Kataragama Pada Yatra pilgrims reach Trincomalee
Pilgrims bear with hardship to support reconstruction efforts
The Daily News (Colombo) article of June 28, 2004
The Pada Yatra pilgrims walk from as far as Jaffna and Mullaittivu districts, taking up to two months to reach the sylvan shrine. All along the way, villagers wait for their chance to offer annadanam to the growing bands of swamis and swami ammas, who are mostly in their 50's, 60's and 70's-some even in their 90's.
Many villagers make vows to join the Pada Yatra as it passes through their own village, so the parties of pilgrims tend to grow from day to day. With weeks still remaining before the flag-hoisting ceremony on 17 July, thousand of pilgrims are expected to join or follow the bands of pilgrims as they pass throug Batticaloa and Ampara districts.
Kataragama Devotees Trust spokesman Manik Sandrasagra notes that it was last in 1988 that a few hardy pilgrims gathered in Jaffna District and proceeded to Mullaitivu to attend the grand Kannaki Amman festival at Vattappalai. At Trincomalee among distinguished observers were the then British High Commissioner David Gladstone, General Denzil Kobbekaduwa and Admiral Clancy Fernando, who participated in special pujas conducted at Tirukoneswaram Temple.
"Pada Yatra is certainly not about mental or political agitation," notes Sandrasagra, adding, "The Kataragama God is hugely popular and respected today precisely because He is above all politics and artificial differences that divide peoples. Indeed, He is not just above sectarian politics-He is above sectarian religion itself for that matter."
Setting aside politics for the sake of island-wide peace, justice and prosperity is exactly what the Pada Yatra pilgrims have been doing. Last year Kataragama swamis and swami ammas invited villagers all along the route of the Pada Yatra to articulate local development issues together with proposed solutions.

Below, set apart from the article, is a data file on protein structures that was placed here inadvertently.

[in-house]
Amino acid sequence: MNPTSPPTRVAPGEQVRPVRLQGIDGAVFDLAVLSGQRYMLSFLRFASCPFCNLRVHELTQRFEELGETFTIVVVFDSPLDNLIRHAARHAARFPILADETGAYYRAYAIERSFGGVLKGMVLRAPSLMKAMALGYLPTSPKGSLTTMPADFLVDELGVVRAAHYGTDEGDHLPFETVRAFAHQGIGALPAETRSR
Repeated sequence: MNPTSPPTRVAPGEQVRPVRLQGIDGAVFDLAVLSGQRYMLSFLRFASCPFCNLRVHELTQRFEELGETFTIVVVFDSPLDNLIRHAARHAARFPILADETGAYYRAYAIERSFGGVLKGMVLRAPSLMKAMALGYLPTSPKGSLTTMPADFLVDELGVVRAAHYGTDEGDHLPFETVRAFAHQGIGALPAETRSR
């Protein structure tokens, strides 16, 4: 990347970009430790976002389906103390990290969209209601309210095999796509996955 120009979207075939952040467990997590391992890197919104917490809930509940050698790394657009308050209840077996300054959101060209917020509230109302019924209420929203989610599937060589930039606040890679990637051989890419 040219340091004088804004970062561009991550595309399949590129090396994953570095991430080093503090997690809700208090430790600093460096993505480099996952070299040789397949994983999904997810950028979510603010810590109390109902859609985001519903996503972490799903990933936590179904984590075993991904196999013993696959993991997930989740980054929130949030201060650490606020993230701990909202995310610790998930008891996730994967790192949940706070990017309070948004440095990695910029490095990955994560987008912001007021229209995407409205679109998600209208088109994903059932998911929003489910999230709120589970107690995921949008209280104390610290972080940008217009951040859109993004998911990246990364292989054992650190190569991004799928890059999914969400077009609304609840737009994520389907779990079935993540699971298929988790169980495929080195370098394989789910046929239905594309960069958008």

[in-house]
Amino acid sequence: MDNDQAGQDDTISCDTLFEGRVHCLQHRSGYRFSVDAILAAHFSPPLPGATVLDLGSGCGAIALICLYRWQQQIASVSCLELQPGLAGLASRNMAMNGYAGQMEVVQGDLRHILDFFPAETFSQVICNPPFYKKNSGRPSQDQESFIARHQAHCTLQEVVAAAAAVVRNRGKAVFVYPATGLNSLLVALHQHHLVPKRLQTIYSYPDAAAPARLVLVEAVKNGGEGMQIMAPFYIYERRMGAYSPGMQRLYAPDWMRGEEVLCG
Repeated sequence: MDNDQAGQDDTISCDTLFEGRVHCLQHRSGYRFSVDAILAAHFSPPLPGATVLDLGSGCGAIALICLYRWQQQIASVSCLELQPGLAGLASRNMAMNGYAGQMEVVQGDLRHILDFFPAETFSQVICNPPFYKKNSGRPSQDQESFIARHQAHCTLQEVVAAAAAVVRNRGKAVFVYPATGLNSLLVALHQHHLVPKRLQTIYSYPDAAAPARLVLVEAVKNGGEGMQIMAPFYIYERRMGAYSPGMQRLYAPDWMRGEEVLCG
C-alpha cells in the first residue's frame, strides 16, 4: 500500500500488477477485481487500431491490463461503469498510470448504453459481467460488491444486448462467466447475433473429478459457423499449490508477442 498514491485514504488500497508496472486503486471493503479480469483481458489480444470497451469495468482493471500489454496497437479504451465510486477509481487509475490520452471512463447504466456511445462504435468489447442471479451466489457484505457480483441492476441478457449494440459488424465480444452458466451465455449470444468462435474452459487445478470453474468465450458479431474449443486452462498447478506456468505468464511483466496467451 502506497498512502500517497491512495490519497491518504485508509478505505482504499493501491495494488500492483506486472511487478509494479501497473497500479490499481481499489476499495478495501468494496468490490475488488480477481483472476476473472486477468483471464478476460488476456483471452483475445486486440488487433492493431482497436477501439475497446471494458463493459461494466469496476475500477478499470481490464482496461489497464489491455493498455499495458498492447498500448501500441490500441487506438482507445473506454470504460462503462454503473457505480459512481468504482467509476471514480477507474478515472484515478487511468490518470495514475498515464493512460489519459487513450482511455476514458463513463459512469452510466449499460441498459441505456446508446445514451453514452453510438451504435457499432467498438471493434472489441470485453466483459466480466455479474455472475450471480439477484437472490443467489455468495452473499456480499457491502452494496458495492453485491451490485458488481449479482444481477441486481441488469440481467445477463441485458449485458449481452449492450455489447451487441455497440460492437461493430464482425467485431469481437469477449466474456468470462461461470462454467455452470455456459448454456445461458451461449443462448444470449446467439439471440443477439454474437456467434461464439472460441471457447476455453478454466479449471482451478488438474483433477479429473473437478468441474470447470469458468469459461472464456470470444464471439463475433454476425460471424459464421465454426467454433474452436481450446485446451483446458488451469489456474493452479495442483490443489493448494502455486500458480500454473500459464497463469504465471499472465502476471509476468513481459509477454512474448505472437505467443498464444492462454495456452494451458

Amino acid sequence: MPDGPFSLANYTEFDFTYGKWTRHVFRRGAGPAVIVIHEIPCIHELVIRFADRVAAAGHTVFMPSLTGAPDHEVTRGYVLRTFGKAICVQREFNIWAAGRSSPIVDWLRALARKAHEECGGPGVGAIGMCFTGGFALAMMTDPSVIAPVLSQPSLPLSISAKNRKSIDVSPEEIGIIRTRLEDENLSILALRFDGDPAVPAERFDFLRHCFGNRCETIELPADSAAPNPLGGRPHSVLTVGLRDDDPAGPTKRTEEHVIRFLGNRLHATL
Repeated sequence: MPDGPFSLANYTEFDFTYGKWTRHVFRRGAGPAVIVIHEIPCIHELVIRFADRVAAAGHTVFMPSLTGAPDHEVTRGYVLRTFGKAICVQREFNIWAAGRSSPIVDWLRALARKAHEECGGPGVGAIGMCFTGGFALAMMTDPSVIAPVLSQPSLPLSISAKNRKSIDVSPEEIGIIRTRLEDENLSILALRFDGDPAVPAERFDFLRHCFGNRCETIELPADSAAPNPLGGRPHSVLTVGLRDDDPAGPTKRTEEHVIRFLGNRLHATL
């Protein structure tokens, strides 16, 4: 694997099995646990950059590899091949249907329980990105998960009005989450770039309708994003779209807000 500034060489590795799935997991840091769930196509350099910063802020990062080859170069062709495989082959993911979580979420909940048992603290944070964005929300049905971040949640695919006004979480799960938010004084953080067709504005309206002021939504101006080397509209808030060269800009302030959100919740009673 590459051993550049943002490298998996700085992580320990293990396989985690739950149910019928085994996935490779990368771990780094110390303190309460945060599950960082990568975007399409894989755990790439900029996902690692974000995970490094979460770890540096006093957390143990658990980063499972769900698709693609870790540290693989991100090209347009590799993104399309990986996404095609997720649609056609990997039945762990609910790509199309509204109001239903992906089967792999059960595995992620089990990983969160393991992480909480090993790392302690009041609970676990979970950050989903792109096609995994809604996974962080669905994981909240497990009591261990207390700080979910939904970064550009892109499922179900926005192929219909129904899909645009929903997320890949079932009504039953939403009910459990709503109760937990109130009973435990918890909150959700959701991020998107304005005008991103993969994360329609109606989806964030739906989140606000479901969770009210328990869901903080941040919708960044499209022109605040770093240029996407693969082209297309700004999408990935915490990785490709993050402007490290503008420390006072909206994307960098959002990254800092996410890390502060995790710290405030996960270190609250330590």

The project, called 'Let the Villagers be Heard', which interviewed hundreds of villagers in 40 villages in three districts, was conceived and coordinated by the Living Heritage Trust. The project was such a success that this year it is being expanded to cover up to 60 villages in seven districts, with thousands of villagers already having participated.
The project collects villagers' own appraisals of local problems and ideal solutions, and aims to stimulate open discussions, collect villagers' insights, and forward results to concerned ministries for consideration and incorporation into local development programs.
The pilgrim-interviewers include male pilgrims who interview men, and women pilgrims who interview women villagers. The project has both Tamil and Sinhala language volunteers. The project has been interviewing men and women of the East Coast's Hindu, Buddhist, Christian and Muslim communities.
Most villages in the North and East are populated by Tamils. The survey, however, also specially visits Sinhalese coastal enclaves like Seruvila.
Since 1988 the KDT has annually coordinated the yatra by notifying devotees and temples all up and down the East Coast. It also helps to facilitate dana, the ritual sharing of food and hospitality, which remains essential to the pilgrimage even in times of peace, since most pilgrims are poor and none can carry food for months.
The age-old tradition fell into abeyance with the 1983 civil disturbances but was revived in 1988 under Kataragama Devotees Trust patronage. The number of pilgrims has grown steadily ever since, with over 10,000 pilgrims walking the last 100-kilometre stretch through the Yala East National Park in recent years.
This year is the 17th consecutive Pada Yatra sponsored by the Kataragama Devotees Trust since 1988 with the support of villagers and officials at the national, district and local levels.
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